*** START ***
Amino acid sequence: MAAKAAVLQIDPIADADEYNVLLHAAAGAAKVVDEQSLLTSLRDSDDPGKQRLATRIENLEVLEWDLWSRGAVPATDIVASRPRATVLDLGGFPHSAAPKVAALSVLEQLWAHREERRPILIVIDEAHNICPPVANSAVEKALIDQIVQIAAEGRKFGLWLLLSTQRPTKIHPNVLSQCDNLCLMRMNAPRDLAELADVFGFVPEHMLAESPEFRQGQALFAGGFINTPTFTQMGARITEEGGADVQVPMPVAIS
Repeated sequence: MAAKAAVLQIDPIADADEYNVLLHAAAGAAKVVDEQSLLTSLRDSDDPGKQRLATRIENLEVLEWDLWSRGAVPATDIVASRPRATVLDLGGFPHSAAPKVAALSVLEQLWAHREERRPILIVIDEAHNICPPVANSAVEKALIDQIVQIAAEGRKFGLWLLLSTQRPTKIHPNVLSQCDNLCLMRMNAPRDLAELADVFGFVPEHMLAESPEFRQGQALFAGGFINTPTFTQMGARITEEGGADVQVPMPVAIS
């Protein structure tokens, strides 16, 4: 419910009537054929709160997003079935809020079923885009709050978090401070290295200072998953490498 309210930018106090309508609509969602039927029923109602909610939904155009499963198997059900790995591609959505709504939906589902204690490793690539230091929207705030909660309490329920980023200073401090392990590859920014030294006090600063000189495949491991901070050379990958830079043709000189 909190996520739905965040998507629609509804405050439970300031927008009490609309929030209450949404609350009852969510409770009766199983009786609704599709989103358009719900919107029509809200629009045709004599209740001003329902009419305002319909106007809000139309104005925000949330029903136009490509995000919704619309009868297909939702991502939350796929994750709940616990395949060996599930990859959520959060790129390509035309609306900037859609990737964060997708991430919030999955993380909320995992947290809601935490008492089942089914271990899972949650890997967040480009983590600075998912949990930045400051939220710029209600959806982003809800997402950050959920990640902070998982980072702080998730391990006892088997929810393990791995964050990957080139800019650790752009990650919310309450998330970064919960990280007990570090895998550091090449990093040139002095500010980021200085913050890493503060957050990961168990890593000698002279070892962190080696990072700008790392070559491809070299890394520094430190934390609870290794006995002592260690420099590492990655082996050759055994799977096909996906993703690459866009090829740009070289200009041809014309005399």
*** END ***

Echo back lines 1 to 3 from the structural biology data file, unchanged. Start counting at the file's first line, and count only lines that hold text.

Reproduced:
Amino acid sequence: MAAKAAVLQIDPIADADEYNVLLHAAAGAAKVVDEQSLLTSLRDSDDPGKQRLATRIENLEVLEWDLWSRGAVPATDIVASRPRATVLDLGGFPHSAAPKVAALSVLEQLWAHREERRPILIVIDEAHNICPPVANSAVEKALIDQIVQIAAEGRKFGLWLLLSTQRPTKIHPNVLSQCDNLCLMRMNAPRDLAELADVFGFVPEHMLAESPEFRQGQALFAGGFINTPTFTQMGARITEEGGADVQVPMPVAIS
Repeated sequence: MAAKAAVLQIDPIADADEYNVLLHAAAGAAKVVDEQSLLTSLRDSDDPGKQRLATRIENLEVLEWDLWSRGAVPATDIVASRPRATVLDLGGFPHSAAPKVAALSVLEQLWAHREERRPILIVIDEAHNICPPVANSAVEKALIDQIVQIAAEGRKFGLWLLLSTQRPTKIHPNVLSQCDNLCLMRMNAPRDLAELADVFGFVPEHMLAESPEFRQGQALFAGGFINTPTFTQMGARITEEGGADVQVPMPVAIS
């Protein structure tokens, strides 16, 4: 419910009537054929709160997003079935809020079923885009709050978090401070290295200072998953490498 309210930018106090309508609509969602039927029923109602909610939904155009499963198997059900790995591609959505709504939906589902204690490793690539230091929207705030909660309490329920980023200073401090392990590859920014030294006090600063000189495949491991901070050379990958830079043709000189 909190996520739905965040998507629609509804405050439970300031927008009490609309929030209450949404609350009852969510409770009766199983009786609704599709989103358009719900919107029509809200629009045709004599209740001003329902009419305002319909106007809000139309104005925000949330029903136009490509995000919704619309009868297909939702991502939350796929994750709940616990395949060996599930990859959520959060790129390509035309609306900037859609990737964060997708991430919030999955993380909320995992947290809601935490008492089942089914271990899972949650890997967040480009983590600075998912949990930045400051939220710029209600959806982003809800997402950050959920990640902070998982980072702080998730391990006892088997929810393990791995964050990957080139800019650790752009990650919310309450998330970064919960990280007990570090895998550091090449990093040139002095500010980021200085913050890493503060957050990961168990890593000698002279070892962190080696990072700008790392070559491809070299890394520094430190934390609870290794006995002592260690420099590492990655082996050759055994799977096909996906993703690459866009090829740009070289200009041809014309005399």